In order to prevent impairment of the holographic effect produced by the invention, it is desirable to prevent defocusing of the reunited beams due to small, unintended variations in the optimum distance between the condensing lens system 42 and the surface 44 on which the pixels are to be formed through ablation by these beam halves. Such variations can stem from simple irregularities in the surface of the substrate. Therefore, means are preferably provided to maintain that distance constant. This can consist of a “follower”, (not shown) riding on surface 44 and detecting any distance variation, plus means for moving the lens system 42 toward or away from the surface 44 in a compensating manner.

To form each pixel in a pixel-by-pixel manner similar to those utilized in forming pixel 43 in accordance with the present invention, surface 44 is ablated by the two interfering laser beams of sufficient power, impinging on surface 44 at the desired pixel locations.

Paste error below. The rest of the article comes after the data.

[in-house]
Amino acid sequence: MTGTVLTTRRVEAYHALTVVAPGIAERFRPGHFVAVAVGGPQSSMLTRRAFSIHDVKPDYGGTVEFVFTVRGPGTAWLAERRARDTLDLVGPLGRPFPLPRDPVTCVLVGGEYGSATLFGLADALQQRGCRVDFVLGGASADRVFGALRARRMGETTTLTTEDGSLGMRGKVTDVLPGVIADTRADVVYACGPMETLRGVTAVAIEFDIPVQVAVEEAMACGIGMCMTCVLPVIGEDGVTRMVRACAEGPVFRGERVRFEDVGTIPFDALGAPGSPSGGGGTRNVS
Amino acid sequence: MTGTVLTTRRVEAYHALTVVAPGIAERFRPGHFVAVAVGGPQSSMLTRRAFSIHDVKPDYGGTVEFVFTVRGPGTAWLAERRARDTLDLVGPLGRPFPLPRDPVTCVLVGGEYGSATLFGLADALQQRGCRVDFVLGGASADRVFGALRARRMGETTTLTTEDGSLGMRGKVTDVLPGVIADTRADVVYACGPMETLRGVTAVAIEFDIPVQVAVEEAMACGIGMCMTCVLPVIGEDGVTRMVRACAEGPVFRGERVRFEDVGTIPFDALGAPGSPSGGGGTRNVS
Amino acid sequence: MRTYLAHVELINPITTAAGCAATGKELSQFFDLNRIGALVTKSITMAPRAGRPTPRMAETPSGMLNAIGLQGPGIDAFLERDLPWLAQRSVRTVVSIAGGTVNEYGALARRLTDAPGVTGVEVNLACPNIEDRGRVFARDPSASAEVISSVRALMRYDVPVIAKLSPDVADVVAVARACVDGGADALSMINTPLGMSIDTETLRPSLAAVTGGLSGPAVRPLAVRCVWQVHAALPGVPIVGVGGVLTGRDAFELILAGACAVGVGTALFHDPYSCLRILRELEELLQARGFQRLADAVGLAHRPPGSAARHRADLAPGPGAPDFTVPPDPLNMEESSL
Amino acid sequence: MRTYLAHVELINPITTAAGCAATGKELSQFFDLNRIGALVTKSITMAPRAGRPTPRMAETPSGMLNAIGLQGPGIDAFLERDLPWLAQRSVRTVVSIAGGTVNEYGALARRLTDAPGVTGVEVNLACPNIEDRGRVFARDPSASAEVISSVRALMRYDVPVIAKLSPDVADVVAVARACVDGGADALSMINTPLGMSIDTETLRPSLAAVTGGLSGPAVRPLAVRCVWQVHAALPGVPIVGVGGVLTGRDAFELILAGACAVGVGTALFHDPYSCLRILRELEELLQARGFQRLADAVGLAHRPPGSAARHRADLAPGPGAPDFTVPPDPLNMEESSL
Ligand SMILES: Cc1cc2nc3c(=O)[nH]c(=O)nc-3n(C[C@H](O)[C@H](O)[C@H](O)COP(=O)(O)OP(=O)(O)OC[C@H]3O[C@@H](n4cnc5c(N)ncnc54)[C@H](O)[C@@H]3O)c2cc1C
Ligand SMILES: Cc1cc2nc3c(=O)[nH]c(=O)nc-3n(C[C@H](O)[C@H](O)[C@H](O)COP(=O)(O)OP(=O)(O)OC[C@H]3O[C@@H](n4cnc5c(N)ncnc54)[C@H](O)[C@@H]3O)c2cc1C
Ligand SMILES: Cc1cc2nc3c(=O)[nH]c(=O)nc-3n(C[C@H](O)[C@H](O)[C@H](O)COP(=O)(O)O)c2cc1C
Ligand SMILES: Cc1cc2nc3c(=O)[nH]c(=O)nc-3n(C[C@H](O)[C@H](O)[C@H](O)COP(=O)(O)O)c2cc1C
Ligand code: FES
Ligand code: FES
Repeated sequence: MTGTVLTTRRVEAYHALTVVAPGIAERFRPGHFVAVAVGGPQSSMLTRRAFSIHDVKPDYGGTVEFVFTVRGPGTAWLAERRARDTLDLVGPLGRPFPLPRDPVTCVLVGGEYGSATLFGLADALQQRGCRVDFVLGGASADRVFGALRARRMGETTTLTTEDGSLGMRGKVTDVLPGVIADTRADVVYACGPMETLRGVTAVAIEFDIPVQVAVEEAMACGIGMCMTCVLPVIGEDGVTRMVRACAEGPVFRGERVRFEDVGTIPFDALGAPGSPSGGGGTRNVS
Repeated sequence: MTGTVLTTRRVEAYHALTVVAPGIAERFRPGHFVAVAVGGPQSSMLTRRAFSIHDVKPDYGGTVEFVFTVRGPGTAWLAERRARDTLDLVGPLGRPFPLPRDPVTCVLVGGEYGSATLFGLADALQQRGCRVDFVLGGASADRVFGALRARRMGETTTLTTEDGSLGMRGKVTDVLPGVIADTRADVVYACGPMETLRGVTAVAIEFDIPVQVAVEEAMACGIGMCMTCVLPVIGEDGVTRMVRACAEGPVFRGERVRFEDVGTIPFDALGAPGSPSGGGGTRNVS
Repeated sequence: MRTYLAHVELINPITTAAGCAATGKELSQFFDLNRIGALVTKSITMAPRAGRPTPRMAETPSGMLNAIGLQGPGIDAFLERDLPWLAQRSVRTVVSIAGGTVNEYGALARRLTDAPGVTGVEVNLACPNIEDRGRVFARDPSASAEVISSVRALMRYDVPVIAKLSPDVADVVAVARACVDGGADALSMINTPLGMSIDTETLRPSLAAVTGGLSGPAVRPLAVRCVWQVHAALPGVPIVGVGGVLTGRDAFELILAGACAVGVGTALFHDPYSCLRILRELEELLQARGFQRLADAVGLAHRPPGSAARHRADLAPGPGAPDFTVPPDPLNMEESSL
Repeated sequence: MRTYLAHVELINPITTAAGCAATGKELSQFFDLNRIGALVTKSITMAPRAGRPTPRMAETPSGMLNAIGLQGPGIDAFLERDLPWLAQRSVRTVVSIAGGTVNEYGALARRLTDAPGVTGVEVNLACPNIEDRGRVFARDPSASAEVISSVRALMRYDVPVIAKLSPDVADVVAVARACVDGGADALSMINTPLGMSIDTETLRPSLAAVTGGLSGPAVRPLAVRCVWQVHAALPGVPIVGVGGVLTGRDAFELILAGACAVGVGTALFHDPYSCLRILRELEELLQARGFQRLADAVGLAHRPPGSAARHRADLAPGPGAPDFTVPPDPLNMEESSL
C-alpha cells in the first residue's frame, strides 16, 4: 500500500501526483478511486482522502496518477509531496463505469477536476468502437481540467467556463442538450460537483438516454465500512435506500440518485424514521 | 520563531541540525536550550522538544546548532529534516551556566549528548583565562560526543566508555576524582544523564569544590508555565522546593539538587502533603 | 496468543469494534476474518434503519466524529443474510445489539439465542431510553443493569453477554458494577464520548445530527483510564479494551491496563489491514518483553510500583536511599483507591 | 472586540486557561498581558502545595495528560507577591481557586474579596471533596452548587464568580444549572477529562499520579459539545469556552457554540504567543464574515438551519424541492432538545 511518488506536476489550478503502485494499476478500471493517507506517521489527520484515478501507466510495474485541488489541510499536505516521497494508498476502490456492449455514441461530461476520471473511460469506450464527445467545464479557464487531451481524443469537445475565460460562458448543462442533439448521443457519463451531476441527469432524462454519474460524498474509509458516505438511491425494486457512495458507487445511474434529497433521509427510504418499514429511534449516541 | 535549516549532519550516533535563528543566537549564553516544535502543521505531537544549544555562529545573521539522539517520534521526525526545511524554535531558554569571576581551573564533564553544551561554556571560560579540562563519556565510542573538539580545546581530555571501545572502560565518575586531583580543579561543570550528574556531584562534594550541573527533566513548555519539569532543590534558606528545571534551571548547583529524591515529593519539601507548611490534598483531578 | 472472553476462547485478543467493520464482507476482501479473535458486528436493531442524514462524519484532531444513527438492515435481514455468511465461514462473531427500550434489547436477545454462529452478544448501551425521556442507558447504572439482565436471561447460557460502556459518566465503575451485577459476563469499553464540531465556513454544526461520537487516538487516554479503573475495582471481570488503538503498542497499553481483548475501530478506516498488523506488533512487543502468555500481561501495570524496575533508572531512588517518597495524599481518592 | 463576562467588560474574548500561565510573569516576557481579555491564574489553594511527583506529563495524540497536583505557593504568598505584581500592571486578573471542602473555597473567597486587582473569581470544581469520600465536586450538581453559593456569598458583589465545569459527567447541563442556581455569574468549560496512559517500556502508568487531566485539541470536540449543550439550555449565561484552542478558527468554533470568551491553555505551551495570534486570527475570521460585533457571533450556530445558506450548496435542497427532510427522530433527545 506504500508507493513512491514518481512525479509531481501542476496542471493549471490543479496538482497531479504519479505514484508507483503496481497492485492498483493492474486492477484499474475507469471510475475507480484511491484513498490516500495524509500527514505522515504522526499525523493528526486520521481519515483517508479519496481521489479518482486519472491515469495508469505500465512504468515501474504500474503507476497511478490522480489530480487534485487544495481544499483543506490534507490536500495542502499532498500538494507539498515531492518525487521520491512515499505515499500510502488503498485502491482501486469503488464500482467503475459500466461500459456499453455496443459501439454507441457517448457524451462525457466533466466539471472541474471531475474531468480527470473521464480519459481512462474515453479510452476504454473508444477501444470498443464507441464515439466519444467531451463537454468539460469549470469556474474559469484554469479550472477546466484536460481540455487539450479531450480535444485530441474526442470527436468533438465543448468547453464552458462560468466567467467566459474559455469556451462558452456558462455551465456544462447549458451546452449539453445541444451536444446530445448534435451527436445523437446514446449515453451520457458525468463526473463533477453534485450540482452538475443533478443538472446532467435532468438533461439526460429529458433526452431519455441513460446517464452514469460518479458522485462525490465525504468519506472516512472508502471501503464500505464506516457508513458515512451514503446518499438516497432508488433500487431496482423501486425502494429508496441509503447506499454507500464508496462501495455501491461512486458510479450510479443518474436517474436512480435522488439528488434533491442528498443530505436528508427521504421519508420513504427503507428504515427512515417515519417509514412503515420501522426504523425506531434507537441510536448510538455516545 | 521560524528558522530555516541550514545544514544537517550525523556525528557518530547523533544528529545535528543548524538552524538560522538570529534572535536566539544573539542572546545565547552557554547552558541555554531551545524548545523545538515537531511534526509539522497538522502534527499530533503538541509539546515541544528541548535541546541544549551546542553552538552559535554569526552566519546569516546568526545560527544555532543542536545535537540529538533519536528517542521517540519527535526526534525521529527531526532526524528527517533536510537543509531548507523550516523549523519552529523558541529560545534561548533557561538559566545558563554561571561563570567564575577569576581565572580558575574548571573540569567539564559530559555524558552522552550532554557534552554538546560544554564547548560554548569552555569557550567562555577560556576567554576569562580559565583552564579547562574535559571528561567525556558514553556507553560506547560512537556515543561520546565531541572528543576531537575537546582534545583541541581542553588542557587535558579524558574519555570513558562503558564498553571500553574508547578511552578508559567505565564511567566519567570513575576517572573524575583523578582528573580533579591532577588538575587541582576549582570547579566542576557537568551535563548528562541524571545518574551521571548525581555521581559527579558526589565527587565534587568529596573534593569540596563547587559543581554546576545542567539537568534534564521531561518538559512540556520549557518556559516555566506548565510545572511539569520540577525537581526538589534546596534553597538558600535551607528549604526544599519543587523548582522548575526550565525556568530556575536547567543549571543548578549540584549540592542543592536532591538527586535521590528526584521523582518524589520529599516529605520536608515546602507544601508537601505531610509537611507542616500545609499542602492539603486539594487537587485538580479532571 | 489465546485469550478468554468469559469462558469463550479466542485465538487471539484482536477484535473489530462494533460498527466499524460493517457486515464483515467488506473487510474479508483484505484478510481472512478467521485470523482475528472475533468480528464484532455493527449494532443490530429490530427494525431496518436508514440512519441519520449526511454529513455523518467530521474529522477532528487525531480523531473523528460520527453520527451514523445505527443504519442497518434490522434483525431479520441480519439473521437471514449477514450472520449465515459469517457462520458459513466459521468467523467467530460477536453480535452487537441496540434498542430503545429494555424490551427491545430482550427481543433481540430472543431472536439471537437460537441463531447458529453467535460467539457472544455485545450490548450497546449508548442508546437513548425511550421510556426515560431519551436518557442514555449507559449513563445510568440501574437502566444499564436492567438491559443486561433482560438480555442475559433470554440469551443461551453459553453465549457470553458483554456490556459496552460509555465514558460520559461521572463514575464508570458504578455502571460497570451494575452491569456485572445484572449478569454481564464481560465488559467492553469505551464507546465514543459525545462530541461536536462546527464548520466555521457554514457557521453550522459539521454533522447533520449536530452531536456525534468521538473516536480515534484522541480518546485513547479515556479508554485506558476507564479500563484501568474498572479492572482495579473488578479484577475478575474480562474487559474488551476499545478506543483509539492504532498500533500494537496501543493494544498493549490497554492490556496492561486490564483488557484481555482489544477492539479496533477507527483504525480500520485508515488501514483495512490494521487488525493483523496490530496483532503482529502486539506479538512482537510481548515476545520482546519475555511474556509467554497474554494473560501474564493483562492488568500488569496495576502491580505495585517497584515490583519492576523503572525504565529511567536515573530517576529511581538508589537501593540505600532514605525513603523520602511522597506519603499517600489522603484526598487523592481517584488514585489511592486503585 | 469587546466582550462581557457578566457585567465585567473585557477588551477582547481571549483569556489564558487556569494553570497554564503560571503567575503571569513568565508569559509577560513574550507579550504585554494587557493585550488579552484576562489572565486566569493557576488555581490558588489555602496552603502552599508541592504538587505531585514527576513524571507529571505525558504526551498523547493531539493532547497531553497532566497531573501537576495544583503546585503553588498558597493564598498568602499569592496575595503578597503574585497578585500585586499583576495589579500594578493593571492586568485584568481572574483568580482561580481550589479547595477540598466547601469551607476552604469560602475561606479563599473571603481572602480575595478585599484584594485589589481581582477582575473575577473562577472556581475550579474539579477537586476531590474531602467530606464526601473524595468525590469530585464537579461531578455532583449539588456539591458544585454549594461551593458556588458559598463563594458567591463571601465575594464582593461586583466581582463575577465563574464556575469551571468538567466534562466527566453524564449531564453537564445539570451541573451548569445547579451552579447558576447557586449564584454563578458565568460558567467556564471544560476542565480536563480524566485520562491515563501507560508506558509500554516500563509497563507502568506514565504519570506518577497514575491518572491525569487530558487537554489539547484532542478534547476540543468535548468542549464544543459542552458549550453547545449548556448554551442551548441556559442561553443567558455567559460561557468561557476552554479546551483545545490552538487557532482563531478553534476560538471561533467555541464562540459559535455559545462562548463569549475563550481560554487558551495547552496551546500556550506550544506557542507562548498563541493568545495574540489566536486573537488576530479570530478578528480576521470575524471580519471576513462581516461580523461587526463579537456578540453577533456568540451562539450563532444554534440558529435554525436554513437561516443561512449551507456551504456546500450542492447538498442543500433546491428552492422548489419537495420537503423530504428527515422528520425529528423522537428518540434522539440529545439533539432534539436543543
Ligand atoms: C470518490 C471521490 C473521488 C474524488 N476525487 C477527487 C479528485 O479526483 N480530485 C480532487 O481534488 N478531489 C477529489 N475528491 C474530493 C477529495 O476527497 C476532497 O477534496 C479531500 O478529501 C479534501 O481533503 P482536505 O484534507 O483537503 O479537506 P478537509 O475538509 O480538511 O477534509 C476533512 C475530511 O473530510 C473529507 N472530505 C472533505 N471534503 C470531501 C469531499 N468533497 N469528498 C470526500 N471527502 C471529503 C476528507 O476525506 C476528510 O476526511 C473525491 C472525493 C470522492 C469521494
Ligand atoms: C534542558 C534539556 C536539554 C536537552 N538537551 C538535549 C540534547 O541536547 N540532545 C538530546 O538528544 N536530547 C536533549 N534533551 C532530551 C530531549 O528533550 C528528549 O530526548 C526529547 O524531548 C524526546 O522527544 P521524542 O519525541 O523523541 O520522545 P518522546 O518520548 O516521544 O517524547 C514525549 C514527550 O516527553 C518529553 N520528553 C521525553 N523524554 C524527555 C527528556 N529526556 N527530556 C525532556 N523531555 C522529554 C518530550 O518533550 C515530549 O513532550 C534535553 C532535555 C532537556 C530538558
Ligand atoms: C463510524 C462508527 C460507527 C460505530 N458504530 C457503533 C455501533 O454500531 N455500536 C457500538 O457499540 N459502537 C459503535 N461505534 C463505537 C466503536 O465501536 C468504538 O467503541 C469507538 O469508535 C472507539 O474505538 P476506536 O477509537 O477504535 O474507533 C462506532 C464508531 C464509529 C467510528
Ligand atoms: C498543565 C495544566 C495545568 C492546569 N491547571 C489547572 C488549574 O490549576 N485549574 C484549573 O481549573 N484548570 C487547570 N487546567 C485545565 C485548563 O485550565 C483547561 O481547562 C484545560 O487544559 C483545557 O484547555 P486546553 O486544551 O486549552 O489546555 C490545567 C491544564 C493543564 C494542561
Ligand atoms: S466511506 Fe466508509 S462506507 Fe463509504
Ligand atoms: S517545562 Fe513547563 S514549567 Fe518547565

It is important to note that while a very specific embodiment of the optical system for practicing the method of the present invention is described with regard to FIG. 4, a variety of optical systems of different design can be employed to produce pixel-by-pixel formation of diffraction gratings on surface 44 by ablating surface 44 with at least two interfering laser beams. For example, if a laser beam is generated by a laser source, then any system and method outputting two beams interfering at pixel location 43 on surface 44 will provide the necessary two interfering beams to ablate the surface and form a diffraction grating in that pixel. A diffraction grating can be used to produce a number of diffracted beams from an original laser beam in accordance with the diffraction equation d=mλ/sin θ, wherein m is an integer corresponding to a diffraction order. At least two diffracted beams can be used to interfere on surface 44 and ablate a diffraction grating in the desired pixel. A fiber optical system can be used to couple one of more laser beams into the optical fibers and propagate at least two beams through the optical system to interfere on surface 44.